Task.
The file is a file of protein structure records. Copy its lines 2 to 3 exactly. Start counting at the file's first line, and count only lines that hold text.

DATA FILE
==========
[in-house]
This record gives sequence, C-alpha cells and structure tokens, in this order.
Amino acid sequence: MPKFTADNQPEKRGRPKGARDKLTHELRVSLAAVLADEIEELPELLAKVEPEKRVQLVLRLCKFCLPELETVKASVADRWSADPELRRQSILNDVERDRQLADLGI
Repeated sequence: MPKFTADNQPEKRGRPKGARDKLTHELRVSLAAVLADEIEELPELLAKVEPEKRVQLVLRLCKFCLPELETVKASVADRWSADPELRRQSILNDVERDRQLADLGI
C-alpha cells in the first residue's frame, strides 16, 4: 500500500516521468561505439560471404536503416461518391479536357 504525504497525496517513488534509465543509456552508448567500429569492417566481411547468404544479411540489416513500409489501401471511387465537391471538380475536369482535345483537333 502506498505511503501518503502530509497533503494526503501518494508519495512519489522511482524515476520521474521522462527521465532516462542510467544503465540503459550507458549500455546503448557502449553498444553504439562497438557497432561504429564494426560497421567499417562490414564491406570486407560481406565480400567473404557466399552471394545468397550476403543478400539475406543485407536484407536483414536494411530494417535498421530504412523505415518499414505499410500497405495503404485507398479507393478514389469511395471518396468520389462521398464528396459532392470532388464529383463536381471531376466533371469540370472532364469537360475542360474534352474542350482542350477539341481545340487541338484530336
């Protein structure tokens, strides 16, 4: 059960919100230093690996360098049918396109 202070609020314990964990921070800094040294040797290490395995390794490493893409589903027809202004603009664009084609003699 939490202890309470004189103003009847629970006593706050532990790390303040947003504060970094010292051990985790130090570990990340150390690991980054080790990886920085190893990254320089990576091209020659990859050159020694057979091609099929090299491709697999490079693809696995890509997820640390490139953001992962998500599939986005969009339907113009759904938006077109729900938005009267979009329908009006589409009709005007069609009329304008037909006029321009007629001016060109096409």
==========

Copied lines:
This record gives sequence, C-alpha cells and structure tokens, in this order.
Amino acid sequence: MPKFTADNQPEKRGRPKGARDKLTHELRVSLAAVLADEIEELPELLAKVEPEKRVQLVLRLCKFCLPELETVKASVADRWSADPELRRQSILNDVERDRQLADLGI